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The Sensitivity of Returns to Research Calculations to Supply Elasticity

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  • James F. Oehmke
  • Eric W. Crawford

Abstract

Returns to research are thought to be robust under alternative supply elasticity assumptions. We show, both conceptually and numerically, how advances in approximating social benefits make returns to research sensitive to the supply elasticity. Despite this greater sensitivity, these advances retain conceptual and practical advantages. We make recommendations for dealing with the increased sensitivity. Copyright 2002, Oxford University Press.

Suggested Citation

  • James F. Oehmke & Eric W. Crawford, 2002. "The Sensitivity of Returns to Research Calculations to Supply Elasticity," American Journal of Agricultural Economics, Agricultural and Applied Economics Association, vol. 84(2), pages 366-369.
  • Handle: RePEc:oup:ajagec:v:84:y:2002:i:2:p:366-369
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    File URL: http://hdl.handle.net/10.1111/1467-8276.00303
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    Cited by:

    1. Falck-Zepeda, Jose & Horna, Daniela & Smale, Melinda, 2007. "The economic impact and the distribution of benefits and risk from the adoption of insect resistant (Bt) cotton in West Africa:," IFPRI discussion papers 718, International Food Policy Research Institute (IFPRI).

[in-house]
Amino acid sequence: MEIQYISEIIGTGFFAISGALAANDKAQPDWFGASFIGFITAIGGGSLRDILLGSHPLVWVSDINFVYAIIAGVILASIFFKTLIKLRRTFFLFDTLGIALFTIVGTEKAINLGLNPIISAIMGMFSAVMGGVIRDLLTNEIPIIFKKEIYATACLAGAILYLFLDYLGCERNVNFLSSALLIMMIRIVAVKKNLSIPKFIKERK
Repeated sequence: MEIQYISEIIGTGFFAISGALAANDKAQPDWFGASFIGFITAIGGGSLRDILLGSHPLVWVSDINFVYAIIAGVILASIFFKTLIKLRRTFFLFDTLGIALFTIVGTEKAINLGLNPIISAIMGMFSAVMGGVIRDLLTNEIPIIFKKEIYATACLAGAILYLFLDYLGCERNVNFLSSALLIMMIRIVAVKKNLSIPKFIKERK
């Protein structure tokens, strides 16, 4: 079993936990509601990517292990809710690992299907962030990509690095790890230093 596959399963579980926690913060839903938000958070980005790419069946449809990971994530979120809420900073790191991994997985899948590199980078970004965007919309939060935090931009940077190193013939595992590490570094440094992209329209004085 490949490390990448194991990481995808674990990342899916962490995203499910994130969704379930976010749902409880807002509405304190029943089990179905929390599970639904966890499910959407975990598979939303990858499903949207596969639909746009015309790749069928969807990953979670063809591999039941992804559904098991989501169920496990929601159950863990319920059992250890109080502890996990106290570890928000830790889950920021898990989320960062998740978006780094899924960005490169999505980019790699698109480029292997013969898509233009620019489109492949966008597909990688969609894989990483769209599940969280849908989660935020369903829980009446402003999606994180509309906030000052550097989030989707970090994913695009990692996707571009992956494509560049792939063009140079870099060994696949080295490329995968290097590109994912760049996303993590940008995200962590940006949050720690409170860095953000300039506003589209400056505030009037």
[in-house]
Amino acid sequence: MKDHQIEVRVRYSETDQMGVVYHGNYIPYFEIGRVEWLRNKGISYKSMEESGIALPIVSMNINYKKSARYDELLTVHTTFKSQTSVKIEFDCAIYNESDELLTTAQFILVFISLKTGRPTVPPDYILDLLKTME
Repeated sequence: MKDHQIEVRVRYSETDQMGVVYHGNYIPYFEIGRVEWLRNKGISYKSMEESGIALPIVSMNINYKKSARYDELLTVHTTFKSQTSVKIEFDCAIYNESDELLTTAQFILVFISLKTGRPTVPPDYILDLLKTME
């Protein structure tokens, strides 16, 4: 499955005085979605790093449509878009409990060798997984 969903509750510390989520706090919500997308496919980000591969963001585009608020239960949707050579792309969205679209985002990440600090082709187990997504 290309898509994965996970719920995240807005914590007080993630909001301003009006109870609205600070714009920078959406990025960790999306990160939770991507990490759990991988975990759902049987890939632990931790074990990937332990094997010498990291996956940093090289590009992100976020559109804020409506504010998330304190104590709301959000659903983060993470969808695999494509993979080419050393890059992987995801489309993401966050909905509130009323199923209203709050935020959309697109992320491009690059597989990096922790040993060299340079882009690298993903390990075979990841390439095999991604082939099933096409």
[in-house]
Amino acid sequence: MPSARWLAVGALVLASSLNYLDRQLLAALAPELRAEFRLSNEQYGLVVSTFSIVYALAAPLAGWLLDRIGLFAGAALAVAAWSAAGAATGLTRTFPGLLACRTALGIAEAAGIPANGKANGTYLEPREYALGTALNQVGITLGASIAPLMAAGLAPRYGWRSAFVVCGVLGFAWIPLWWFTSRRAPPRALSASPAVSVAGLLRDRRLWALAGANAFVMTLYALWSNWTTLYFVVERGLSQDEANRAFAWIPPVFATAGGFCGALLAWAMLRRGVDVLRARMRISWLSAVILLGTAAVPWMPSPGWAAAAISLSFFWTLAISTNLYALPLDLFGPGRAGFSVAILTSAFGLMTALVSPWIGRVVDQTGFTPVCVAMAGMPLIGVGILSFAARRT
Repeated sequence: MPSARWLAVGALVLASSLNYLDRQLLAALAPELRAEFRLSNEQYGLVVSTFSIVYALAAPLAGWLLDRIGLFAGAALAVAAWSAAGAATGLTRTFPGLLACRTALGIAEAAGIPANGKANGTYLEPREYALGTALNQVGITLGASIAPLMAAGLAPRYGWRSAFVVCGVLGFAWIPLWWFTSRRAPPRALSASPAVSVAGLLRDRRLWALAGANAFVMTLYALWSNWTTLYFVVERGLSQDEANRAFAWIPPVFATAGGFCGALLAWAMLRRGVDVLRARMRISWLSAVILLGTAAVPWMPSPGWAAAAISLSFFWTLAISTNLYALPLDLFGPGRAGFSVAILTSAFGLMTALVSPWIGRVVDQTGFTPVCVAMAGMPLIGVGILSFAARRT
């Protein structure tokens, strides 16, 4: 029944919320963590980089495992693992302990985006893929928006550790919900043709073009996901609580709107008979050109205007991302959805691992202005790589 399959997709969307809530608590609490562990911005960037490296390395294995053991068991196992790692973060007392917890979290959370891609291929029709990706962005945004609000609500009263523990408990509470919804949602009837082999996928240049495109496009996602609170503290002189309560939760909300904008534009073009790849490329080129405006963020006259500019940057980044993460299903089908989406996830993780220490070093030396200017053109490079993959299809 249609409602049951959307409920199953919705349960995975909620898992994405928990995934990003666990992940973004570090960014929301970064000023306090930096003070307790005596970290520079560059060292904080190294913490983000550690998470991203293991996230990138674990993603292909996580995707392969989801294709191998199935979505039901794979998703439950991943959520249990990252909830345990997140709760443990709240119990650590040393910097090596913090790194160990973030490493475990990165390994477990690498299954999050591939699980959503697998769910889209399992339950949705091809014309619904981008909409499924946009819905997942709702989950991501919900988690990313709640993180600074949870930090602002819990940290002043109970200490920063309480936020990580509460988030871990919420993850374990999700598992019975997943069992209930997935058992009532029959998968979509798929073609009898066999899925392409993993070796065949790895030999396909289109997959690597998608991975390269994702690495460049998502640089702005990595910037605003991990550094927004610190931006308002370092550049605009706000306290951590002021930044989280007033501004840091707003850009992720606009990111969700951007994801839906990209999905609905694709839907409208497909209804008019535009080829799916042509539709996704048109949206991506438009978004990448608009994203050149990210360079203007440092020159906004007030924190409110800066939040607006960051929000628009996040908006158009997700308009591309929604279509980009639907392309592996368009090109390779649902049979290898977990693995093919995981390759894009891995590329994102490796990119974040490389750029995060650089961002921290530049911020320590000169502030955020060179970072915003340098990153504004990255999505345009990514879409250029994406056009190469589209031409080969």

2. Alston, Julian M. & Freebairn, John W. & James, Jennifer S., 2004. "Levy-funded research choices by producers and society," Australian Journal of Agricultural and Resource Economics, Australian Agricultural and Resource Economics Society, vol. 48(1), March.
    3. Guettler, Stefan & Seidel-Lass, Linda & Mueller, Rolf A.E., 2012. "Simulating the spillover benefits from R&D by a small producer country embedded in a co-authorship network: Aquaculture R&D in Germany," 2012 Conference, August 18-24, 2012, Foz do Iguacu, Brazil 122885, International Association of Agricultural Economists.
    4. Goddard, Ellen W. & Shank, Benjamin & Panter, Chris & Nilsson, Tomas K.H. & Cash, Sean B., 2007. "Canadian Chicken Industry: Consumer Preferences, Industry Structure and Producer Benefits from Investment in Research and Advertising," Project Report Series 52088, University of Alberta, Department of Resource Economics and Environmental Sociology.
    5. Frisvold, George & Reeves, Jeanne, 0. "Genetically Modified Crops: International Trade And Trade Policy Effects," International Journal of Food and Agricultural Economics (IJFAEC), Alanya Alaaddin Keykubat University, Department of Economics and Finance, vol. 3.
    6. Bekele A. Shiferaw & Tewodros A. Kebede & Liang You, 2008. "Technology adoption under seed access constraints and the economic impacts of improved pigeonpea varieties in Tanzania," Agricultural Economics, International Association of Agricultural Economists, vol. 39(3), pages 309-323, November.
    7. Oehmke, James F. & Crawford, Eric W., 2004. "Analysis Of Projects With Price Effects, And Application To Innovation And Technical Change," Staff Papers 11766, Michigan State University, Department of Agricultural, Food, and Resource Economics.
    8. Kim, Yun-Shik & Sumner, Daniel A., 2005. "Measuring Research Benefits With Import Ban Restrictions, Quality Changes, Non-Market Influences On Adoption And Food Security Incentives," 2005 Annual meeting, July 24-27, Providence, RI 19148, American Agricultural Economics Association (New Name 2008: Agricultural and Applied Economics Association).
    9. Qaim, Matin, 2003. "Bt Cotton in India: Field Trial Results and Economic Projections," World Development, Elsevier, vol. 31(12), pages 2115-2127, December.

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